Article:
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Back from the minors, Domonic Brown must take chance to prove himself

Brown’s success in coming games will determine whether Phillies stick with him past 2015.

Philadelphia Phillies' Domonic Brown bats  in the second inning of a baseball game against the Pittsburgh Pirates in Pittsburgh, Sunday, June 14, 2015. (Gene J. Puskar/AP)
Philadelphia Phillies' Domonic Brown bats in the second inning of a baseball game against the Pittsburgh Pirates in Pittsburgh, Sunday, June 14, 2015. (Gene J. Puskar/AP)Read more

PITTSBURGH - Domonic Brown arrived just after 10 o'clock on a sticky gray morning. He spent some time acclimating himself to his surroundings, unpacking the bags that he'd brought with him on the trip west, exchanging pleasantries with teammates that he had not seen since March. He is 27 years old now, three-and-a-half months away from the end of his final option year, two years removed from the blistering May and June that seemed to justify the scouting reports that had hailed him as one of the best prospects in baseball. He knows that after an awful season and a two-and-a-half month stint in the minors, many people doubt that what they saw back in 2013 was anything more than a fluke.

"They want to see it again," Brown said, "and I want to see it again."

Conventional wisdom holds that these next few months are Brown's last legitimate chance to give the Phillies a reason to believe he will someday be something greater than what he already is. The reality is that his future is just as muddled as that of his organization. In some regards, they are intertwined.

Take, for instance, the looming free agency of Padres outfielder Justin Upton. At 27 years old, he offers teams an increasingly rare opportunity to add a franchise player who still has at least four years left in his prime. Recent markets have valued a player of his ilk in the neighborhood of seven years and $140 million. Even if the Phillies do not think they can contend until 2018 or 2019, they can at least sell their fans the chance to watch a lineup that includes Upton, Maikel Franco and J.P. Crawford. Unlike the NBA, there is little reason not to try to put a competitive team on the field while rebuilding. Besides, Upton is just nine days older than Brown.

Again, though, a lot depends on ownership's vision for the immediate future, beginning with the team's confidence in whatever plan the current regime lines out. Barring a green light to engage Upton, or a trade of Cole Hamels that lands a major league-ready outfield prospect, the only reason to replace Brown will be change for the sake of change.

After finishing 2013 with a .272/.324/.494 batting line and 27 home runs, he spent most of 2014 as one of the least productive hitters in the majors, hitting just .235/.285/.349 with 10 home runs. A sore Achilles' sidelined him for much of spring training, and by the end of a 20-day rehab assignment he still had not found a groove. After struggling for a month, Brown began to find his power. In the 28 games leading up to his promotion on Saturday, he hit .288/.333/.423 with two home runs and nine doubles in 111 at bats.

"At first I felt like I didn't have my legs under me yet," Brown said. "I can only imagine what Ryan Howard felt coming back. I felt 100 percent, but there wasn't any torque yet, and once I started getting 100 at- bats, I felt like, OK, I'm not slapping the ball. Now I'm starting to drive it."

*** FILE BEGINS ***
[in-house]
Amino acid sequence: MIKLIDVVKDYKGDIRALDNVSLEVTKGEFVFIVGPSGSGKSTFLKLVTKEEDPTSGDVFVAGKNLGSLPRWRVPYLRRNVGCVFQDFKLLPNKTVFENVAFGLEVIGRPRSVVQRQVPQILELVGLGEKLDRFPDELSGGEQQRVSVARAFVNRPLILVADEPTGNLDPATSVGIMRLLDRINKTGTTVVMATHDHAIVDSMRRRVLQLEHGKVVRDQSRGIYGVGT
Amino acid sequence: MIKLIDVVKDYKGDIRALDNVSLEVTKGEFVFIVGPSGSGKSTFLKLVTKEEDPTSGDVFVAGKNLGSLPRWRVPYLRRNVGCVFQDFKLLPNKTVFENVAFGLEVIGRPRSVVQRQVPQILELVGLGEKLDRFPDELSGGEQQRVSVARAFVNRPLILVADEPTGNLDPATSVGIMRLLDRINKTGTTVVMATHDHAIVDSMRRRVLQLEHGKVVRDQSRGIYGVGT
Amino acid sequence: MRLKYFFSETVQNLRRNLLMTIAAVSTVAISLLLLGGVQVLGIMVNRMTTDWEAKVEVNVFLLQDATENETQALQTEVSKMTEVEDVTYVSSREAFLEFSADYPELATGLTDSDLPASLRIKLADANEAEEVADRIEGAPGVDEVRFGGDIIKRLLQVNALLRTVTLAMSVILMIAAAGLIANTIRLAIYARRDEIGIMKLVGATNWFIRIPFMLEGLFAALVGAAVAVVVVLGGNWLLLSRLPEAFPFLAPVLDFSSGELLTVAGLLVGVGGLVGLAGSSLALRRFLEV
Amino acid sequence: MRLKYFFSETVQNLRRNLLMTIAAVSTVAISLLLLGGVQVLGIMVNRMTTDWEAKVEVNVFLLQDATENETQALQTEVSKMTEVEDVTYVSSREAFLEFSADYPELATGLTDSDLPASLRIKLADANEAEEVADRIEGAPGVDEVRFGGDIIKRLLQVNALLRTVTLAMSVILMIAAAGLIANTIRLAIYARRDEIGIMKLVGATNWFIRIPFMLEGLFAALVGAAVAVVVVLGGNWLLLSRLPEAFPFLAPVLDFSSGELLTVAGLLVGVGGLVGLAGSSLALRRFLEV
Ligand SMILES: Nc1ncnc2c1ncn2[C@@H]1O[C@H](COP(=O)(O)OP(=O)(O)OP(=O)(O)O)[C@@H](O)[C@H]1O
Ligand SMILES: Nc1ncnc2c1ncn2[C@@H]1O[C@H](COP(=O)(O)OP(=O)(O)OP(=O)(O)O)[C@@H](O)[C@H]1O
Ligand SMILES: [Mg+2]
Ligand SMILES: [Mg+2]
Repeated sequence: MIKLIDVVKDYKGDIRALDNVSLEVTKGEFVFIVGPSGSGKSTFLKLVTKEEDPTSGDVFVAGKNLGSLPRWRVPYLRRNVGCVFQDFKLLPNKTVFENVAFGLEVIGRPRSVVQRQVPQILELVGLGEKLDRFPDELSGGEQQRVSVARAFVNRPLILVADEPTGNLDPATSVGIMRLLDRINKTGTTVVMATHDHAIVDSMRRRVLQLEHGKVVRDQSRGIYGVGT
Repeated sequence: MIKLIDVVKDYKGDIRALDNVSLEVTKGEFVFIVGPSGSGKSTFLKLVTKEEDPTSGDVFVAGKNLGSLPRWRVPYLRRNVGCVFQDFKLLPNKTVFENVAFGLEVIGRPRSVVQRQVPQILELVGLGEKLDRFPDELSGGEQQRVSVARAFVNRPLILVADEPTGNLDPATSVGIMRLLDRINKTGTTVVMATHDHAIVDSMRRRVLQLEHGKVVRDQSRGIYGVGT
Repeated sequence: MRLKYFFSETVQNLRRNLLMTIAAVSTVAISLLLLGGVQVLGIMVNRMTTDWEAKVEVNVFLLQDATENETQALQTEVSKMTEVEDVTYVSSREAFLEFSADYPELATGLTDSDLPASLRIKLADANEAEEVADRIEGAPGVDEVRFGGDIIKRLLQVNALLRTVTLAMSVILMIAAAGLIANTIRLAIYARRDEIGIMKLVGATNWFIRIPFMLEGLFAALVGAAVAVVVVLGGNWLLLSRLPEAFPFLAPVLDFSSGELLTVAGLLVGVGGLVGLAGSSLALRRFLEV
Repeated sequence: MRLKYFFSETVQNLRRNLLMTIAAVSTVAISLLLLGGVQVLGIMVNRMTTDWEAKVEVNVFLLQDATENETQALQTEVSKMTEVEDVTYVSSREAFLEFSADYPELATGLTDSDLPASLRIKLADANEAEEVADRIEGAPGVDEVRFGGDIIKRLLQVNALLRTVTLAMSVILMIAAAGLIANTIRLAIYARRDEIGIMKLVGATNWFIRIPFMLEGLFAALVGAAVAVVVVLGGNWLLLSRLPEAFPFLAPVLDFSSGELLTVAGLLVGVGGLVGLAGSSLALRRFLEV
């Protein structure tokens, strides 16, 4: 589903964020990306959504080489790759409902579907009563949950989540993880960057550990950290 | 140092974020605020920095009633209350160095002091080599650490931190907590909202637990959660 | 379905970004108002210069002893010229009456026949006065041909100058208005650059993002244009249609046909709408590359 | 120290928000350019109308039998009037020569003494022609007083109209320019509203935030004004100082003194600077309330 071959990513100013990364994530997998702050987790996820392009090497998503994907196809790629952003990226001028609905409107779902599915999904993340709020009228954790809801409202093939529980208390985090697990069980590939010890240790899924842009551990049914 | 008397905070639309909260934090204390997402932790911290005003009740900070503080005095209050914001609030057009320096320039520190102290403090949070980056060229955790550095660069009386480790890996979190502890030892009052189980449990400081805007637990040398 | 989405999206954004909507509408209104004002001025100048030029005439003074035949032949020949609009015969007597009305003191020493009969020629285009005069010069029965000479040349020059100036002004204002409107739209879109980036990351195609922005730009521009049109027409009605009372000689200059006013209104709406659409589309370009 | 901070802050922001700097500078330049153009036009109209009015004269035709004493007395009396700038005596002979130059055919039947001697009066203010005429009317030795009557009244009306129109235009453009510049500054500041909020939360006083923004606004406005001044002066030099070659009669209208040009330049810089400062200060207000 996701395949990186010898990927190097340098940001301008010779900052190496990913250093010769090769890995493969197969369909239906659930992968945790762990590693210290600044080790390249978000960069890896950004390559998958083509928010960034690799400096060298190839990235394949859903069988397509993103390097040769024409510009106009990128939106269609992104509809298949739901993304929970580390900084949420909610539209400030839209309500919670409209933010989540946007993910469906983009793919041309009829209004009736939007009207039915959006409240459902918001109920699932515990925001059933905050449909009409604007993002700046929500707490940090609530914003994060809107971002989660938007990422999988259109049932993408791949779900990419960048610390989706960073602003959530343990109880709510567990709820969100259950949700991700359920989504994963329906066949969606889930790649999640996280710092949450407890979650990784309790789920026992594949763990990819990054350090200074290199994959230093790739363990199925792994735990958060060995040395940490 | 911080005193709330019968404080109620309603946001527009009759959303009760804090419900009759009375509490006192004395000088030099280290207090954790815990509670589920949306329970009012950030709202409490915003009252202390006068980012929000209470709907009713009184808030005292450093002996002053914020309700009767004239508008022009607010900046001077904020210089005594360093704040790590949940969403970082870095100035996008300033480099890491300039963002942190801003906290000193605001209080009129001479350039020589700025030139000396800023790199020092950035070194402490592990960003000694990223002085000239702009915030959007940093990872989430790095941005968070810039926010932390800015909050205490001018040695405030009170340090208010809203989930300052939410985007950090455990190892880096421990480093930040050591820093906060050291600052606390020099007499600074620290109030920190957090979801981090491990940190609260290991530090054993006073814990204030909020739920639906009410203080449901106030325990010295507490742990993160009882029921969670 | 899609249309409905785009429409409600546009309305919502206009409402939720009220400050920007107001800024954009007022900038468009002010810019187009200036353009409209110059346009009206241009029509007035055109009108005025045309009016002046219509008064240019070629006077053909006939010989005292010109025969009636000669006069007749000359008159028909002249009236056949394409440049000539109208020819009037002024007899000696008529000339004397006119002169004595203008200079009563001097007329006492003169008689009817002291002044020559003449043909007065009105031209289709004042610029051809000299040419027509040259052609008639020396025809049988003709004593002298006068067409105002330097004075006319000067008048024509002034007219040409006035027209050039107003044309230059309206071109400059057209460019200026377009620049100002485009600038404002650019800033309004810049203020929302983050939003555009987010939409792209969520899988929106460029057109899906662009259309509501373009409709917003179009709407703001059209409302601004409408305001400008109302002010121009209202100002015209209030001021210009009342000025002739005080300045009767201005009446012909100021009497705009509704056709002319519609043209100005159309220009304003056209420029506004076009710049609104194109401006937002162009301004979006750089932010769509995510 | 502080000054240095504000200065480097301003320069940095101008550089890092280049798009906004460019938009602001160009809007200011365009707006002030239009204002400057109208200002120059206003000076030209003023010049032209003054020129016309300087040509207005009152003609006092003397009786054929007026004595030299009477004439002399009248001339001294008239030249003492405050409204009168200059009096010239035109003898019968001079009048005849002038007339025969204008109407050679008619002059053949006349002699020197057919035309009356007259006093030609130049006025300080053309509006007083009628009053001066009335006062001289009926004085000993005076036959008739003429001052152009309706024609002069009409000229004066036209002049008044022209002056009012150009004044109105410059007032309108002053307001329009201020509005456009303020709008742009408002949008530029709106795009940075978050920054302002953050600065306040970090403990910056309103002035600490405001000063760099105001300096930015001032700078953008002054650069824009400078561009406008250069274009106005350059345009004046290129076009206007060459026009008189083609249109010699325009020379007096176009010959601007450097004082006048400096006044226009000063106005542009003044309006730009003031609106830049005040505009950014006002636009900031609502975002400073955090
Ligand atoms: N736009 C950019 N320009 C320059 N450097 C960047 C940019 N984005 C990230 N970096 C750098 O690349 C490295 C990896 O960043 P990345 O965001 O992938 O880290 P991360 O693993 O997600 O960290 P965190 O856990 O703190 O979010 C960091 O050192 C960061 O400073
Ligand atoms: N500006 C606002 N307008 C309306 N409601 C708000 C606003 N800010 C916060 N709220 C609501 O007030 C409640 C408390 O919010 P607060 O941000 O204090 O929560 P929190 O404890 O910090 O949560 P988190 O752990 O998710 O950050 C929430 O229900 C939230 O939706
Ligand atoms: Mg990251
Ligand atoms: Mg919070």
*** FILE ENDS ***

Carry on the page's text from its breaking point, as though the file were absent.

Brown had Lehigh Valley manager Dave Brundage in his ear throughout his stint in the minors.

"He was saying, 'Now those singles are going to start turning into doubles,' and then they would call me into the office and say, 'Those doubles are going to start going into the seats,' " Brown said. "I'd say, 'I don't know Brundy, I feel like I've got no pop.' Then all of a sudden I started really swinging the bat well."

The existence of that pop is why the Phillies need to continue to give Brown at-bats. At some point, though, they need to see it manifest itself on a regular basis.

Unlike Franco, Brown does not have - or, at least, has not displayed - the defensive acumen to warrant a place on the field in spite of his bat. Yet consider the players who started alongside him yesterday. Jeff Francoeur's .728 OPS on the season was just seven points higher than Brown's career mark. Ben Revere's .671 OPS in 2015 was similar to the .634 he has carried throughout this year. On the bench were Odubel Herrera, a converted second baseman whose .250/.280/.363 line overshadows his surprising defensive adequacy, and Cody Asche, whose .594 OPS on the season and .674 mark in 780 career plate appearances might render moot whether he can play the outfield.

In the minors, Aaron Altherr's improved strikeout rate and .798 OPS could warrant a look at what the 24-year-old can do with a regular dose of big-league pitching. And 22-year-old Roman Quinn isn't any less advanced than Herrera was this year when the Phillies threw him into the fire. Quinn is hitting .306/.356/.435 with 29 steals at Double A Reading. But that is the extent of the obvious options.

No doubt, there is some Dom Brown fatigue in a fan base that has been hearing about his potential since the end of the 2008 season. Even Ryne Sandberg was muted in his expectations on Saturday night.

"He'll get some chances to start, and I'll try to mix and match and try to rotate the guys as I see fit," the manager said.

Yet Brown was one of only two players in yesterday's lineup who offer any bit of intrigue about the future. Revere, Francoeur, Freddy Galvis, Chase Utley, Howard, Carlos Ruiz - what you see today is just about all you are going to get from them in the future. With Brown, there is at least some element of the unknown.